How to Write a Compelling Residency Personal Statement

Updated: Feb 6, 2019


Sitting down for the first time to write your personal statement can be a daunting experience. I remember staring at the blank page for ages before I finally started writing, and even then my final personal statement was completely different from what I initially wrote.

Although the personal statement is unlikely to make or break your application, it can certainly make it more memorable. View the personal statement as an opportunity to show the admissions committee who you really are! Specifically, you want to showcase your unique strengths and attributes as well as a vision for your future career.


Although getting started can be stressful, I recommend beginning early (such as January or February of your application year) and being open to letting your statement evolve over time.

Here are some tips as you begin writing:

1. Organize your statement effectively

Being organized is critical and enables the reader to quickly glean the key points from your statement. I would recommend organizing the personal statement thematically rather than chronologically. You can order these paragraphs how you wish, but this is the order that I followed:

I) Introductory anecdote: See Tip #2 below.

II) Why this residency field: This should be a minor focus of your statement, and definitely don’t elaborate on why you went to medical school.

III) Skills you bring to the table: Describe how your experiences have supported your development as a future clinician, advocate, researcher, etc.

IV) What you are looking for in a residency program: Be explicit about which features are most important to you, whether they are diverse patient populations, supportive faculty, tight-knit residency class, or strong research opportunities.

V) Vision for your future career: This is one of the most important sections, where you lay out your passions and vision for your career beyond residency. You can include specific specialty fields of interest (or not), practice setting, patient population, role of research and/or teaching, and more.

VI) Concluding sentences: Try to tie your essay together in the last paragraph, and consider referring back to your essay’s introductory anecdote.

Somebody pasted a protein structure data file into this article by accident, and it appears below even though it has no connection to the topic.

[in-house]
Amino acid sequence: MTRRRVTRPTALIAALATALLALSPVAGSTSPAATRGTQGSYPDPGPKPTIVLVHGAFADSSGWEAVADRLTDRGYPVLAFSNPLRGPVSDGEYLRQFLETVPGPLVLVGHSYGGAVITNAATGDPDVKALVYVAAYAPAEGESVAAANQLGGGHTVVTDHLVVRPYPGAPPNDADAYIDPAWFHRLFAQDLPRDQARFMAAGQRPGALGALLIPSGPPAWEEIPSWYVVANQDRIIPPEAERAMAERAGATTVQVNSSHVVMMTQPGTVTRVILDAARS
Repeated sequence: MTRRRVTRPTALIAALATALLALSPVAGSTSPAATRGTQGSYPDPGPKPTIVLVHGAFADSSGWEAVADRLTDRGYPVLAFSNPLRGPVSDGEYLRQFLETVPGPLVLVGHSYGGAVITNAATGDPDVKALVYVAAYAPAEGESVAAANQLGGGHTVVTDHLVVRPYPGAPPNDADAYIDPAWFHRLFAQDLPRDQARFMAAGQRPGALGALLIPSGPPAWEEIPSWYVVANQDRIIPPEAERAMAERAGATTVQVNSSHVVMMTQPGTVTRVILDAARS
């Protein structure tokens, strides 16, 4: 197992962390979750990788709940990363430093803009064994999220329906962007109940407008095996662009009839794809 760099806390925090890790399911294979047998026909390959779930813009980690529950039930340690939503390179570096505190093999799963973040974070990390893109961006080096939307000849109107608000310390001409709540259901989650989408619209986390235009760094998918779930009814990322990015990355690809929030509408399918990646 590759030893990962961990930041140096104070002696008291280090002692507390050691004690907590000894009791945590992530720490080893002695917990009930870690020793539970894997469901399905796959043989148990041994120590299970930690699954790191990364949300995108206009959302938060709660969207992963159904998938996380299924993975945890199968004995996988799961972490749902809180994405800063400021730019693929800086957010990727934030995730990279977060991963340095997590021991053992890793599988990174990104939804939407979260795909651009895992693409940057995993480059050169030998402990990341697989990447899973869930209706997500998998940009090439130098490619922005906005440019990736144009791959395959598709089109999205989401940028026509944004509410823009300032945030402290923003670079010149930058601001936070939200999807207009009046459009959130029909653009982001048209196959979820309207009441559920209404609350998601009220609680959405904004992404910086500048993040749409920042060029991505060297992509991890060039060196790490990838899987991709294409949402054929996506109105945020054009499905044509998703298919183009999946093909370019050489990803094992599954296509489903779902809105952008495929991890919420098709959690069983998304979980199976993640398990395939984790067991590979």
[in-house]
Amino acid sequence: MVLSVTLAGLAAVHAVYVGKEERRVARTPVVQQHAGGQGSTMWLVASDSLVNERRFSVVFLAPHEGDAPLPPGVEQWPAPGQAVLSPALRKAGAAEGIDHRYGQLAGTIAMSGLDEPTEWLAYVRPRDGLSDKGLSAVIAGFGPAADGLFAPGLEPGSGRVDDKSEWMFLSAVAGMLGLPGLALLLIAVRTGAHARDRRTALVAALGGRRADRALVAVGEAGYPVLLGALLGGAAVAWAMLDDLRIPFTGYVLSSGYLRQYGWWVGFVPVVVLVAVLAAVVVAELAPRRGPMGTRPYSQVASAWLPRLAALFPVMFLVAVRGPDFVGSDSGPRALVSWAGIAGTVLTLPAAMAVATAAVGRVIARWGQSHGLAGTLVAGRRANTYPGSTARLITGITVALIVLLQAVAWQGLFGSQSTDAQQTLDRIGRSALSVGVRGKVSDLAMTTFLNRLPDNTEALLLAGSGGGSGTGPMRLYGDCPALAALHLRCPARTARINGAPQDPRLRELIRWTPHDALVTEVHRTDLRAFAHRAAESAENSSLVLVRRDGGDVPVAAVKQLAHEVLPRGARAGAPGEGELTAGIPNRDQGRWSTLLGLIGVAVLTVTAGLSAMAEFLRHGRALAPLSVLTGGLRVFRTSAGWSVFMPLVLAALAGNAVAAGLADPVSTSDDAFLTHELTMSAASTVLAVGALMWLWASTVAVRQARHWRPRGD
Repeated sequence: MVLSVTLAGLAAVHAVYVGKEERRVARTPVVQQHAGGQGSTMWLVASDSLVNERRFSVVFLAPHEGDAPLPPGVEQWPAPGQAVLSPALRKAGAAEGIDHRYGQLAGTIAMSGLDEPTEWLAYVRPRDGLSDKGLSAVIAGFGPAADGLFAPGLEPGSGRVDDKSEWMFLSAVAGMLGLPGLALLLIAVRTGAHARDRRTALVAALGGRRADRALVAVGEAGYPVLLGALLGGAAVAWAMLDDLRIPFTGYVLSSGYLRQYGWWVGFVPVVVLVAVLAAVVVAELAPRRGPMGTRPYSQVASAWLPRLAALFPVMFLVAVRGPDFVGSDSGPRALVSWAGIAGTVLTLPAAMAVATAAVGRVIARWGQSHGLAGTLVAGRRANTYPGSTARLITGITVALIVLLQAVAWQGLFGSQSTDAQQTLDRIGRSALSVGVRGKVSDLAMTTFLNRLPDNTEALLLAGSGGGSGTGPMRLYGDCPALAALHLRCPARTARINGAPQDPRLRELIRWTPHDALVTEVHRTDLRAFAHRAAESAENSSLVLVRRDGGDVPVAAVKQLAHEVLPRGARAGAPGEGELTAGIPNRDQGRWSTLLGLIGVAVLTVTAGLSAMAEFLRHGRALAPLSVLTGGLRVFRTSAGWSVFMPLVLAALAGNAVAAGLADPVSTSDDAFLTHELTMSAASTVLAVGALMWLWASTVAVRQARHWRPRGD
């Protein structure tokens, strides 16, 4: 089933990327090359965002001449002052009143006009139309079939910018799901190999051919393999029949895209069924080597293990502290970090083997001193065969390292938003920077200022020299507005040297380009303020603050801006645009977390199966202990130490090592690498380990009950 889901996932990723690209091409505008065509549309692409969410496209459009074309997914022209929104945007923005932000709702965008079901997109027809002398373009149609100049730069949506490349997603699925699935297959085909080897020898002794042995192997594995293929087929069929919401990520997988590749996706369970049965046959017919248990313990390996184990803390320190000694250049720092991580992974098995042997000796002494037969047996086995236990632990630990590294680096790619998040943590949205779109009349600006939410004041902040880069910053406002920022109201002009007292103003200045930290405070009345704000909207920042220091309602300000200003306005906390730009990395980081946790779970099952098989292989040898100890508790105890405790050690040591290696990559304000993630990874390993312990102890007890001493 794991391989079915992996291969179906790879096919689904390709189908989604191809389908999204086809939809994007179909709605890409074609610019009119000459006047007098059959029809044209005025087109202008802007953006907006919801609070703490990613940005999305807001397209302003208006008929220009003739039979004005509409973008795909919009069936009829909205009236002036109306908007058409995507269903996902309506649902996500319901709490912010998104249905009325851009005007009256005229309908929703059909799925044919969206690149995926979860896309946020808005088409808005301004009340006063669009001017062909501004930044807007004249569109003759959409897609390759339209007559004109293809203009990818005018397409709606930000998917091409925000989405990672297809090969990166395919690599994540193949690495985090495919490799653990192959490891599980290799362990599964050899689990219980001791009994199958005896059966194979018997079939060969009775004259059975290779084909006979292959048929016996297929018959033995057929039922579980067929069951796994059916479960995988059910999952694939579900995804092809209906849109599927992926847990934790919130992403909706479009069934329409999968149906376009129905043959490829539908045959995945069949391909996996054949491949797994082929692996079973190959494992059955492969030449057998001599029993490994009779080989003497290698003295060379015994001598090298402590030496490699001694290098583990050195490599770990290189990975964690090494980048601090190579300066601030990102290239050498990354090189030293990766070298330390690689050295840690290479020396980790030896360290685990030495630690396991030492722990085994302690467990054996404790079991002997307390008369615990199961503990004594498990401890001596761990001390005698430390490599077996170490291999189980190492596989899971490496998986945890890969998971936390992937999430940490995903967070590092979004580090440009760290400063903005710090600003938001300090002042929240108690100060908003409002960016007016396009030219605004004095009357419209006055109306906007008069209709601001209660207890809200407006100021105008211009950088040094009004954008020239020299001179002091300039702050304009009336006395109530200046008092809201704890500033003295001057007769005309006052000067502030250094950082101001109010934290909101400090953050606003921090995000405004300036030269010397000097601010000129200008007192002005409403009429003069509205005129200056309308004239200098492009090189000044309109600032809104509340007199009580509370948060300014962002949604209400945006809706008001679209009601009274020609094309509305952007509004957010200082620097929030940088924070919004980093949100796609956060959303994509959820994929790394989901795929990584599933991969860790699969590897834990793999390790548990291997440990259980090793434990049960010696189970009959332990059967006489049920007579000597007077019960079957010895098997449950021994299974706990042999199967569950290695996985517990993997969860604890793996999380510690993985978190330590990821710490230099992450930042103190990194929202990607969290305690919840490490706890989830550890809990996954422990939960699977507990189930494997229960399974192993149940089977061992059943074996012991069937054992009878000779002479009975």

If you are having trouble starting your personal statement, it may be easier to start writing paragraphs II-V and figuring out your introductory story and theme later.

2. Show Don’t Tell

In the personal statement, it is much more powerful to convey your points with stories and experiences, which ideally relate to an overarching theme. Many applicants begin their statement with a recent anecdote, which can range from an influential patient case, a lesson learned from a mentor, a time you overcame adversity, a personal/family experience with illness, or a unique experience that has informed you in some important way. Possible underlying themes include commitment to underserved populations or dedication to research/innovation, with inclusion of experiences that highlight this theme throughout your statement, in addition to the opening paragraph.

3. Revise Early and Often

Send your essay to multiple advisors for feedback, and try exchanging personal statements with peers if you feel comfortable. In addition to editing for content and organization, make sure you edit for style as well. Avoid long, run-on sentences; overly elaborate language; and repetitive sentences that start with “I” or “my.” Ensure that you and at least one reader are checking carefully for typos as you want to avoid sloppiness in this part of your application. Keep in mind that your final statement should be 12-point font, Times New Roman, and about one page long (800 words max). Check for program specific requirements: most programs will accept the same personal statement, but some have specific questions for you to answer. You may need to write a different personal statement for that program, or you can just write an addendum to the statement you prepared previously.

4. Key Things to Avoid

- Don’t over-stress about your statement: It is not worth your time to read and rewrite your statement 20 times. This can also lead to the statement coming across as forced and awkward instead of a naturally flowing story.

- Don’t rehash your CV: The committee will have your entire application and re-reading a laundry list of your activities will be boring. Try to just pick out max 3-4 of the most important experiences to highlight in your statement; ideally these will fit in with your overall theme.

- Don’t be too generic: Make your statement stand out in some small way in order to highlight your unique qualities as an applicant.

- Don’t be too original: At the same time, you should not get too creative such that it detracts from the overall direction of your statement. You should focus on conveying why you are an excellent candidate and your vision for the future.

- Don’t exaggerate: This applies to your application in general too. Be honest and don’t overstate what you’ve done.

Summary

The personal statement is truly an opportunity to have fun and inject some personality into your application. Try to find a thread that unites your statement in some way, whether it relates to a specific career interest or unique personal experience, and use this theme to “show not tell” your story. Remember that the personal statement is only one component of the complete package, so don’t get unnecessarily stressed about it. By following the above advice, your personal statement can truly make you stand out in a positive way and maybe even launch some interesting discussions with your interviewers on interview day.

Victoria Robson is a pediatrics resident at Boston Children's Hospital and graduate of Harvard Medical School. She tutors for the USMLE Step 1, Step 2 CK, and shelf exams with USMLE Pro Tutors.

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